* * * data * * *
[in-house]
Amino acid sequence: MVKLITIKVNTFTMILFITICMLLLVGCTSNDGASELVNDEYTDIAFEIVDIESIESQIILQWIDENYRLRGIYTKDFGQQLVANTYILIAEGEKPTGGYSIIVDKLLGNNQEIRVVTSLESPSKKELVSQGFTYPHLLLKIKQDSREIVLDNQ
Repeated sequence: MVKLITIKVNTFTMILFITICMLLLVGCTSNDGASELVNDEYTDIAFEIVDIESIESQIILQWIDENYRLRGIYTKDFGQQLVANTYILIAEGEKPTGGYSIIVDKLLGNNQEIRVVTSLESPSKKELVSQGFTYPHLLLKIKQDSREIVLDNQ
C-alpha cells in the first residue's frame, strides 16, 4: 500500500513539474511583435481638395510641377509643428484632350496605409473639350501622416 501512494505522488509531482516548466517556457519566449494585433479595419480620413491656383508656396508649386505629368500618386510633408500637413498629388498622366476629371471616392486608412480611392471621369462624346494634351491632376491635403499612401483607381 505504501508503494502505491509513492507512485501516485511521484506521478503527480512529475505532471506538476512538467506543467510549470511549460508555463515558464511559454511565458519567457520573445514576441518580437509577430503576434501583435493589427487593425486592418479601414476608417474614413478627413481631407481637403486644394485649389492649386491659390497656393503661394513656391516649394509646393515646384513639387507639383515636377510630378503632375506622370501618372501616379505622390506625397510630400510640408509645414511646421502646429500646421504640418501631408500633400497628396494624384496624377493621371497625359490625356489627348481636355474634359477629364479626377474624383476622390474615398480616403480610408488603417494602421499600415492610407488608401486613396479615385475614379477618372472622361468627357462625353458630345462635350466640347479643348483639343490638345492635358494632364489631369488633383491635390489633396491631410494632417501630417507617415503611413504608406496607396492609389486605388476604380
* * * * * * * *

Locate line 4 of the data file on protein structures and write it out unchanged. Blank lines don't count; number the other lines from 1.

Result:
C-alpha cells in the first residue's frame, strides 16, 4: 500500500513539474511583435481638395510641377509643428484632350496605409473639350501622416 501512494505522488509531482516548466517556457519566449494585433479595419480620413491656383508656396508649386505629368500618386510633408500637413498629388498622366476629371471616392486608412480611392471621369462624346494634351491632376491635403499612401483607381 505504501508503494502505491509513492507512485501516485511521484506521478503527480512529475505532471506538476512538467506543467510549470511549460508555463515558464511559454511565458519567457520573445514576441518580437509577430503576434501583435493589427487593425486592418479601414476608417474614413478627413481631407481637403486644394485649389492649386491659390497656393503661394513656391516649394509646393515646384513639387507639383515636377510630378503632375506622370501618372501616379505622390506625397510630400510640408509645414511646421502646429500646421504640418501631408500633400497628396494624384496624377493621371497625359490625356489627348481636355474634359477629364479626377474624383476622390474615398480616403480610408488603417494602421499600415492610407488608401486613396479615385475614379477618372472622361468627357462625353458630345462635350466640347479643348483639343490638345492635358494632364489631369488633383491635390489633396491631410494632417501630417507617415503611413504608406496607396492609389486605388476604380